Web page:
AT THE SOURCE: Graham Duncan is happy with his robot milking machines but less so about the deal he is getting from processors.
AT THE SOURCE: Graham Duncan is happy with his robot milking machines but less so about the deal he is getting from processors. Derek Barry

Lockyer dairy farmer unhappy with milk squeeze

ROBOT machines milk his cows but it's the big companies milking profits that has dairy farmer Graham Duncan worried.

Mr Duncan who farms at Glenore Grove knew his dairy machines needed upgrading a couple of years ago but instead of looking at a rotary or rapid-release herring bone operation he wanting something a little more cutting edge.

"We installed these robots from Lely from the Netherlands and after a bit of teething trouble it's now working really well," Mr Duncan said.

"We know more about each and every cow, we test how much milk they have each day, how much fat, how much protein, whether they've got mastitis, whether they're on heat, all these sort of things come up on our computer."

Mr Duncan said six out of every 10 of his cows got milked three times a day, taking pressure off udders, and helping with stress and mastitis.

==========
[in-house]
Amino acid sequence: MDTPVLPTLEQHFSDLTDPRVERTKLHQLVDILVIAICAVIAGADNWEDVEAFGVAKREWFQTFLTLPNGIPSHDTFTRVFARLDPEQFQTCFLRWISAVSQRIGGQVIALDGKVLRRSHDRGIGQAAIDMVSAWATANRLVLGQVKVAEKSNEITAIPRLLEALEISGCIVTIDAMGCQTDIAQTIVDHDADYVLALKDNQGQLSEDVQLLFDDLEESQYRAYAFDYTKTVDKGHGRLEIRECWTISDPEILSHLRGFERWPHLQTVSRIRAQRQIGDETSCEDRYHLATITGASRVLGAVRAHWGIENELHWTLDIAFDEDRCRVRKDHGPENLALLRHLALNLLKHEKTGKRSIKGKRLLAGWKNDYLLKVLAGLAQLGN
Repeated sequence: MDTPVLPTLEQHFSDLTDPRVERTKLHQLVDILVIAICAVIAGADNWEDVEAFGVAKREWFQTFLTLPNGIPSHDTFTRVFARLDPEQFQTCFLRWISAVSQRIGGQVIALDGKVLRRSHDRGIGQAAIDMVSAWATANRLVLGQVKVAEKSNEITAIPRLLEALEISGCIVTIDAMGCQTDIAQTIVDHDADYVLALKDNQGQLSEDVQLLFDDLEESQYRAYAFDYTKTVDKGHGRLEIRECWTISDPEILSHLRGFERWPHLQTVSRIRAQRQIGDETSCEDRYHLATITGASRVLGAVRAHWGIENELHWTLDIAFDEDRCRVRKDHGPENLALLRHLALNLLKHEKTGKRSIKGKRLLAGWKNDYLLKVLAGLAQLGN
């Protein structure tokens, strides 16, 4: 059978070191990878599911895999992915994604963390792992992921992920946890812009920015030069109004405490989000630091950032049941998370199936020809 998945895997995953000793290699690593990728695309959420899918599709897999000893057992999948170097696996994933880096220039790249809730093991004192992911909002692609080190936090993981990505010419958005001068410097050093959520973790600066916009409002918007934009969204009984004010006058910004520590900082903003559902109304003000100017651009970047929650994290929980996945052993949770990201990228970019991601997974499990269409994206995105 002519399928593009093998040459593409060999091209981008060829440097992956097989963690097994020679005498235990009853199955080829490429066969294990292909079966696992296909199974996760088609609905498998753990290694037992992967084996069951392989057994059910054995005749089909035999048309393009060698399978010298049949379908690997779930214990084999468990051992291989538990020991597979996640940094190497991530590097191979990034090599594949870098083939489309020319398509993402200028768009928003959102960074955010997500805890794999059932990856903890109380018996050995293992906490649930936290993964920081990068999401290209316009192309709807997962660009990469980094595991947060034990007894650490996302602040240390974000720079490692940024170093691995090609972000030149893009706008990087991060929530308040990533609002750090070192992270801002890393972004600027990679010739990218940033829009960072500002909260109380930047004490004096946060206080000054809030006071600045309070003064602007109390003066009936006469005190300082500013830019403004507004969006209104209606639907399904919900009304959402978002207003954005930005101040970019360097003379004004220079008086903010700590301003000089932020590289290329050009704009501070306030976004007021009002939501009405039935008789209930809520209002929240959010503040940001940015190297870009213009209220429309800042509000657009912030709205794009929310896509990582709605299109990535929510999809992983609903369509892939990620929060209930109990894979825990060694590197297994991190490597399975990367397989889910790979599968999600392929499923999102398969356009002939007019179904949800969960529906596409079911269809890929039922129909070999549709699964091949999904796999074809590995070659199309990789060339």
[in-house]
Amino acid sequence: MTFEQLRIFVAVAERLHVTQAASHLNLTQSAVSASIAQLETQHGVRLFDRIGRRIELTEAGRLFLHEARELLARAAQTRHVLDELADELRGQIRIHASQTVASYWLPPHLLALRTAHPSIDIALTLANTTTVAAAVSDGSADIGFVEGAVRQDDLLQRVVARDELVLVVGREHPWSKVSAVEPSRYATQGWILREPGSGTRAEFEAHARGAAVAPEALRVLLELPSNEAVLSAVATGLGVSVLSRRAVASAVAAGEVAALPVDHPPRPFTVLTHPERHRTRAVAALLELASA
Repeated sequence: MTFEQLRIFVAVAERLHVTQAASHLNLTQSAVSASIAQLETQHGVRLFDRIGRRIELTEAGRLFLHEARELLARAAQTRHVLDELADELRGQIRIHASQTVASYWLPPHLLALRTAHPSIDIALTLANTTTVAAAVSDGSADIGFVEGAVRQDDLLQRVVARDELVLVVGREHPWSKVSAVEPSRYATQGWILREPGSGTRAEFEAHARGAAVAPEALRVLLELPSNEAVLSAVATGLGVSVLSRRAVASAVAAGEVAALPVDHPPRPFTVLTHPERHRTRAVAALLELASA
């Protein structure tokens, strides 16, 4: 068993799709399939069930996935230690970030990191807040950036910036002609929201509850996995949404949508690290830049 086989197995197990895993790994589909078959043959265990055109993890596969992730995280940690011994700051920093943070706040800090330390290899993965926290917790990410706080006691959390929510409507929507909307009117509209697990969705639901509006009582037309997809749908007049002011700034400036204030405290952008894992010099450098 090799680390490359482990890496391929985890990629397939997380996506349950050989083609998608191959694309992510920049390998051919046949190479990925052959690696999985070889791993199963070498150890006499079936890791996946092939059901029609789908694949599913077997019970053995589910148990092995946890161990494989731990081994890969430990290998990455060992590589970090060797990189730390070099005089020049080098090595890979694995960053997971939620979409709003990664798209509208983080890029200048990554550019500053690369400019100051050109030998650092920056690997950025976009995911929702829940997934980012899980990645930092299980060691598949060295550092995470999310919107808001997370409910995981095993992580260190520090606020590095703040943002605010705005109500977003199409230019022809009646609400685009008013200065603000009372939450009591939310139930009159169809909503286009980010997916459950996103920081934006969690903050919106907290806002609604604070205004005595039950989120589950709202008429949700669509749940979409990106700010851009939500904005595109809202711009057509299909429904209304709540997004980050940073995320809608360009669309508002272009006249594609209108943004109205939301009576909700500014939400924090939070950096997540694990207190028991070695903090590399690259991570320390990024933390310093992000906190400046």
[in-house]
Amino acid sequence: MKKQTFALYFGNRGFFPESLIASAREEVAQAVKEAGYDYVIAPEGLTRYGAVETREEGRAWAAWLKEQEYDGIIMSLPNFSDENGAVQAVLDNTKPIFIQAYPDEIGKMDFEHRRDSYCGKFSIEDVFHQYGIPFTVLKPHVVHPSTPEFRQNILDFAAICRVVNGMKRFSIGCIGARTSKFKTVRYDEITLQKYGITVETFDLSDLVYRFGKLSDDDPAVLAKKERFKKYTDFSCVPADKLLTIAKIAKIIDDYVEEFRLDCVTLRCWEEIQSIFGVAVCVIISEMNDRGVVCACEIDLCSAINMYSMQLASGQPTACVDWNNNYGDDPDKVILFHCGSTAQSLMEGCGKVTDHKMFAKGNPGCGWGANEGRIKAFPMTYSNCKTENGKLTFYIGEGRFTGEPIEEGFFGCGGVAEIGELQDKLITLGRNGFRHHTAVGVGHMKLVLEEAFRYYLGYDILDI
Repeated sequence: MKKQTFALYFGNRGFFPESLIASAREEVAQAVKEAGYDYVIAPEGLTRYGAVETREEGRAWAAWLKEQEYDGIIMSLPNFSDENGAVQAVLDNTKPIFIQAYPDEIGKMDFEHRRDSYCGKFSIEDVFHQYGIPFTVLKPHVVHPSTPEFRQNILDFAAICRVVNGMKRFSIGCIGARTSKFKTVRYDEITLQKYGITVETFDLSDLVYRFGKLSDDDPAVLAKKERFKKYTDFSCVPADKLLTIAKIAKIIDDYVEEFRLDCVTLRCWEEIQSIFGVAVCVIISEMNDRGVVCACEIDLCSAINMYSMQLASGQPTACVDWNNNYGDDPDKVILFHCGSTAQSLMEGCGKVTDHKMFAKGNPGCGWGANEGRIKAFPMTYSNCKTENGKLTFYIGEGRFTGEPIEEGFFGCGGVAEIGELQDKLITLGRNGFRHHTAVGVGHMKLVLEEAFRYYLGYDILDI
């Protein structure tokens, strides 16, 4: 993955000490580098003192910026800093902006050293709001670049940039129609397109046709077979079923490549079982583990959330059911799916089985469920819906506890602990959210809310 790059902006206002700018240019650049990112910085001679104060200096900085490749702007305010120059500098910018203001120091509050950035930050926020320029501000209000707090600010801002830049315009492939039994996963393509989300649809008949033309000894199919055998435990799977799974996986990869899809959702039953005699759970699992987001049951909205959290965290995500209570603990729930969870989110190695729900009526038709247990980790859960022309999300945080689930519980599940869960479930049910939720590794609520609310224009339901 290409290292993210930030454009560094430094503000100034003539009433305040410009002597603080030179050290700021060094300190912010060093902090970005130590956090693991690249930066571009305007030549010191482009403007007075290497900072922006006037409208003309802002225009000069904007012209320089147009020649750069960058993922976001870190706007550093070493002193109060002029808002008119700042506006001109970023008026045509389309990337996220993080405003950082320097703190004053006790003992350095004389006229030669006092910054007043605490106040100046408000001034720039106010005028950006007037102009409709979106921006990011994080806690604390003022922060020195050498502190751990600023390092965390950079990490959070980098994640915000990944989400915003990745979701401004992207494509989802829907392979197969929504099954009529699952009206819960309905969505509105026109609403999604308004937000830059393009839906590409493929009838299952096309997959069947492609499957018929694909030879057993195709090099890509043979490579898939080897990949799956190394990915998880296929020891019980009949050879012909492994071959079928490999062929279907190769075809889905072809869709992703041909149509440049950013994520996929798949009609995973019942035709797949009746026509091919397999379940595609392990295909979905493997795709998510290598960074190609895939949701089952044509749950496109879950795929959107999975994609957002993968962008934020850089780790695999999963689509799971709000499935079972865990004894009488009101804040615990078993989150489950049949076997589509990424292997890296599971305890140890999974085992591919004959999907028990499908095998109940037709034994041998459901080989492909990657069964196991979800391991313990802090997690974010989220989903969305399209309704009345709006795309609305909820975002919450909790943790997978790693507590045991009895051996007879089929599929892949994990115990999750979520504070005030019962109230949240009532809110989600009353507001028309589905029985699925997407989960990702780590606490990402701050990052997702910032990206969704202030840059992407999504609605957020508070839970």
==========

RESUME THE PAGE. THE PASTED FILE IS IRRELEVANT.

"The happier a cow is, the more milk it produces," he said.

But while Mr Duncan's cows are happy, the farmer himself is very unhappy with the state of the market as the supermarkets continue to squeeze profits with their $1 litre milk.

"The litre of milk at a dollar is not what you'd call real milk any more," he said.

"You want real milk, you buy milk with the cream on top - it is unprocessed, it is just pasteurised and put in a bottle like it was many years ago and should not be touched in any other way."

Mr Duncan said the deregulated market wasn't working for the south-east Queensland dairy industry and it was the processing companies who were at fault.

"They're short of milk in Queensland. Parmalat are importing milk from NSW and Victoria and we are actually subsidising that milk," he said.

"They are paying us less than what is it costing them to bring it up here."

Mr Duncan said it was hurting farmers with 70% unable to afford to pay their bills monthly.

"It's not sustainable, we're losing money - supply and demand is not working in south-east Queensland," he said.

"Parmalat have taken our margin to protect their margin and I really don't know what's going to happen if they don't change that."


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